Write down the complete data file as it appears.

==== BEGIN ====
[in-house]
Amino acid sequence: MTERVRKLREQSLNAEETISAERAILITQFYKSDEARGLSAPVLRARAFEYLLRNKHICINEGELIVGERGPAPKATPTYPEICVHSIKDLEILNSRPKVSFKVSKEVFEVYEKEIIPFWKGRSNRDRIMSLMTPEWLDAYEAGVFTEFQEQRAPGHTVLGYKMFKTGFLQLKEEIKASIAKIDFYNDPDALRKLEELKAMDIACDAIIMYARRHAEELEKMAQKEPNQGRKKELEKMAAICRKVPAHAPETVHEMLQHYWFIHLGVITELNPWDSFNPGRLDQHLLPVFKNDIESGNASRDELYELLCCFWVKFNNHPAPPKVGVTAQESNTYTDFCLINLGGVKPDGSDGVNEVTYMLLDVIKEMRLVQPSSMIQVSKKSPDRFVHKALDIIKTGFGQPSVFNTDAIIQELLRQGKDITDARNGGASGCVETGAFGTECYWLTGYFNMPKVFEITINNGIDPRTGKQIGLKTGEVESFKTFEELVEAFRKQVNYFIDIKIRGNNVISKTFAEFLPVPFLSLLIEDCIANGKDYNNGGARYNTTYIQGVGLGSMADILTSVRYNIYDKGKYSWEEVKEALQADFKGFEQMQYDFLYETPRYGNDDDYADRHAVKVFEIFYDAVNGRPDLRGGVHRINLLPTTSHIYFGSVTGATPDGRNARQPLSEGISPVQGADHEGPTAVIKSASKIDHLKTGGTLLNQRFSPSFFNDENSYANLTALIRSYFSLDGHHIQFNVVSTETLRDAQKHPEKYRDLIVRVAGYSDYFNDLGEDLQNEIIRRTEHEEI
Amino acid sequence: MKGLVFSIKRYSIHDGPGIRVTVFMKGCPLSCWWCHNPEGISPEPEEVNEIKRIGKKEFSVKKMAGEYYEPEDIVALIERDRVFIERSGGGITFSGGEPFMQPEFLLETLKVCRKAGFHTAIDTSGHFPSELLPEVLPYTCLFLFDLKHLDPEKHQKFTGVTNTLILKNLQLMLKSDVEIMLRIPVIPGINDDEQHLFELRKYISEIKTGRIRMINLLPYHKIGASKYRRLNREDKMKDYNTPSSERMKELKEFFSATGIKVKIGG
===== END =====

[in-house]
Amino acid sequence: MTERVRKLREQSLNAEETISAERAILITQFYKSDEARGLSAPVLRARAFEYLLRNKHICINEGELIVGERGPAPKATPTYPEICVHSIKDLEILNSRPKVSFKVSKEVFEVYEKEIIPFWKGRSNRDRIMSLMTPEWLDAYEAGVFTEFQEQRAPGHTVLGYKMFKTGFLQLKEEIKASIAKIDFYNDPDALRKLEELKAMDIACDAIIMYARRHAEELEKMAQKEPNQGRKKELEKMAAICRKVPAHAPETVHEMLQHYWFIHLGVITELNPWDSFNPGRLDQHLLPVFKNDIESGNASRDELYELLCCFWVKFNNHPAPPKVGVTAQESNTYTDFCLINLGGVKPDGSDGVNEVTYMLLDVIKEMRLVQPSSMIQVSKKSPDRFVHKALDIIKTGFGQPSVFNTDAIIQELLRQGKDITDARNGGASGCVETGAFGTECYWLTGYFNMPKVFEITINNGIDPRTGKQIGLKTGEVESFKTFEELVEAFRKQVNYFIDIKIRGNNVISKTFAEFLPVPFLSLLIEDCIANGKDYNNGGARYNTTYIQGVGLGSMADILTSVRYNIYDKGKYSWEEVKEALQADFKGFEQMQYDFLYETPRYGNDDDYADRHAVKVFEIFYDAVNGRPDLRGGVHRINLLPTTSHIYFGSVTGATPDGRNARQPLSEGISPVQGADHEGPTAVIKSASKIDHLKTGGTLLNQRFSPSFFNDENSYANLTALIRSYFSLDGHHIQFNVVSTETLRDAQKHPEKYRDLIVRVAGYSDYFNDLGEDLQNEIIRRTEHEEI
Amino acid sequence: MKGLVFSIKRYSIHDGPGIRVTVFMKGCPLSCWWCHNPEGISPEPEEVNEIKRIGKKEFSVKKMAGEYYEPEDIVALIERDRVFIERSGGGITFSGGEPFMQPEFLLETLKVCRKAGFHTAIDTSGHFPSELLPEVLPYTCLFLFDLKHLDPEKHQKFTGVTNTLILKNLQLMLKSDVEIMLRIPVIPGINDDEQHLFELRKYISEIKTGRIRMINLLPYHKIGASKYRRLNREDKMKDYNTPSSERMKELKEFFSATGIKVKIGG